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Coopwood: UM Alumnus Considered the Godfather of the Public Relations Business

I have just finished reading a book by Ole Miss graduate and public relations icon, Harold Burson.

There are four books I have read over the years that have helped me in business: Confessions of an S.O.B, by Al Neuharth, founder of USA Today and the leader who built the Gannett media corporation, I Could Write a Book by my good friend, Roy Reiman, in Wisconsin who sold his publishing company ten years ago for $640 million, and Ogilvy On Advertising by David Ogilvy, who is considered the father of advertising; and now e pluribus unum: The Making of Burson-Marsteller.

Several years ago I had the great fortune of meeting Mr. Burson when I became involved in the Ole Miss journalism school. My first introduction to the school was through faculty member, Samir Husni, who has built their amazing magazine program. Thanks to Samir, I became good friends with the current Dean, Dr. Will Norton who has taken the journalism program to new heights. In fact, over 1,200 students are enrolled in the journalism school today.

I have met several prominent figures from the media world when I have participated in various events at the school who range from Neuharth to Fox New Channel’s Shepherd Smith (I attended Ole Miss with Shep), and others. While all were impressive, one in particular stood out: Mr. Burson. Now 92, Mr. Burson is the founder of the powerful public relations firm in New York, Burson-Marsteller. During his 35 year position as the firm’s leader, he opened offices all over the world.

“This is someone you really should know,” former Ole Miss Chancellor Robert Khayat said to me once as we were walking into the Overby Center for an event. Khayat was referring to Burson.

I had heard the name, but couldn’t place him. Then, a few minutes later it hit me – Burson is the one who Khayat charged to eliminate the thousands of rebel flags fans waved in Vaught-Hemmingway stadium during football games. Those were the early days when Khayat began his mission of taking the school out of the past and moving it into the future. In order to do this, he felt dropping some of the school’s old symbols was the key. Those who supported Khayat felt removing the Confederate battle flags from the stadium was going to be next to impossible.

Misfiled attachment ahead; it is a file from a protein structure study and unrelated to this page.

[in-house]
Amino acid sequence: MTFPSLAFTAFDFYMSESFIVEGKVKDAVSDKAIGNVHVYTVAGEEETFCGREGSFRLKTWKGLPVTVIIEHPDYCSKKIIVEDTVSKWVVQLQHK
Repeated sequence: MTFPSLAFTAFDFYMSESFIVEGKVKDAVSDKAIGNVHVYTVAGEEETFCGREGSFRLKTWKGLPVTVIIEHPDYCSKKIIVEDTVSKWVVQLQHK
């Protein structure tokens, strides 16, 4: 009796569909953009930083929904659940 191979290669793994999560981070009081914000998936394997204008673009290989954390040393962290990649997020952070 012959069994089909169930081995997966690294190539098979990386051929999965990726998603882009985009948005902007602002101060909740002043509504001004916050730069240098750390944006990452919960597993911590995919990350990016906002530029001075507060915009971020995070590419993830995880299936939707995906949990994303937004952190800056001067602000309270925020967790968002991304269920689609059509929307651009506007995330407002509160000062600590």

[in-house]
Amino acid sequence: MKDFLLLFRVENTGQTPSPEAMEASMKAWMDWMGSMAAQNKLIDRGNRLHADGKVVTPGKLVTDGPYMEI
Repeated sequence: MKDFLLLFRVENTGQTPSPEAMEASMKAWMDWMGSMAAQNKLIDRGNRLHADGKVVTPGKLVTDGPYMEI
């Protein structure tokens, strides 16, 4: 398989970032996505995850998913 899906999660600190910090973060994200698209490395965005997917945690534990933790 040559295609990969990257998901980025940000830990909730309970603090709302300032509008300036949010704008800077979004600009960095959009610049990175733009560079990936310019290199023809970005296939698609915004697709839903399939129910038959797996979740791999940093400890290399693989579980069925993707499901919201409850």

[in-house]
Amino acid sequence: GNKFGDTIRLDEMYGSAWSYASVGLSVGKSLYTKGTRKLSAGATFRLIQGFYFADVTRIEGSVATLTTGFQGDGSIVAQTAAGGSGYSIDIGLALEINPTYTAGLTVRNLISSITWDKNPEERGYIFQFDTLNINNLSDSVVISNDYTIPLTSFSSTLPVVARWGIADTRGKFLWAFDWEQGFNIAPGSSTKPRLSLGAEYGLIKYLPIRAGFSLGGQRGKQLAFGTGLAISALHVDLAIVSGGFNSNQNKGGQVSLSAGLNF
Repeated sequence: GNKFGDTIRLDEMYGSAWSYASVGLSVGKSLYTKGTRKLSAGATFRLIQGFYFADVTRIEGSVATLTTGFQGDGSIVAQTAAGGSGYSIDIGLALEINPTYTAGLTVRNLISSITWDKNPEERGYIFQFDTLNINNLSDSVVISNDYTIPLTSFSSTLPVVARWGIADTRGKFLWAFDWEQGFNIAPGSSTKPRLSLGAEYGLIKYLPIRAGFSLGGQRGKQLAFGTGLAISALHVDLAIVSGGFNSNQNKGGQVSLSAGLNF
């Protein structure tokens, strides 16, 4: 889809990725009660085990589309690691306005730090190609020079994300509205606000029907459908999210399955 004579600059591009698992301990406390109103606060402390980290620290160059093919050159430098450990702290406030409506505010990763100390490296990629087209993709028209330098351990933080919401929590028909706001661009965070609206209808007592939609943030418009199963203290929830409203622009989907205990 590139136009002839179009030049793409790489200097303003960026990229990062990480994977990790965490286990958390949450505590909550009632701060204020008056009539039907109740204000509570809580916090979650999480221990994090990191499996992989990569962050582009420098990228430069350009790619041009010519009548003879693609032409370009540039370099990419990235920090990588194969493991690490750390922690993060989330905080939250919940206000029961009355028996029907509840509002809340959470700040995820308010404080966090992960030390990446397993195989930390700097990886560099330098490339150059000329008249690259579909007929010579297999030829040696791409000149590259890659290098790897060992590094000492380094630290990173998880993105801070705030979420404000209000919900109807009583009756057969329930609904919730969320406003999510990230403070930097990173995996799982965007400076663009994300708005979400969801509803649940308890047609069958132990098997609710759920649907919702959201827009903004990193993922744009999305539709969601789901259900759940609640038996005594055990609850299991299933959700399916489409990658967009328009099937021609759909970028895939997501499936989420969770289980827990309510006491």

Burson laid out a plan and in two seasons, the flags disappeared. Now, during nationally televised football games, millions across the country tuning in don’t see the vast sea of rebel flags being waved in the background. After the flag elimination and some other changes, Ole Miss received a Phi Beta Kappa designation, fundraising and enrollment increased dramatically. Several other important things started to take place at Ole Miss as well.

Burson grew up in Memphis and paid his way while attending Ole Miss as a freelance writer for newspapers. In his book, he talks extensively about the valuable lessons and experiences he received while attending Ole Miss and how those formative years in Oxford prepared him to build a worldwide business.

Today, Burson-Marsteller is a global public relations and communications firm that operates “…67 wholly owned offices and 71 affiliate offices in 98 countries in six continents,” according to their website. A survey by the magazine PRWeek described Mr. Burson as “the century’s most influential PR figure.”

Burson’s career is nothing short of spectacular. And, any major American entrepreneur who can pay gratitude to Mississippi for helping them reach the top, gets my attention quickly.

Regardless if you are in the media business, Burson’s e pluribus unum: The Making of Burson-Marsteller, is full of valuable advice on how to build and run a successful business.


scott coopwood

Scott Coopwood, a seventh generation Deltan, lives in Cleveland, Mississippi, with his wife Cindy and their three children. Scott is the publisher and owner of Delta Magazine, one of the South’s leading lifestyle publications, the Delta Business Journal, the first business publication in the Mississippi Delta; and Cleveland’s weekly newspaper, The Cleveland Current . Scott’s company also publishes two weekly e-newsletters. Coopwood publishing concerns now reach 250,000 people. Scott is also a 1984 graduate of the University of Mississippi. He can be reached at scott@coopwood.net

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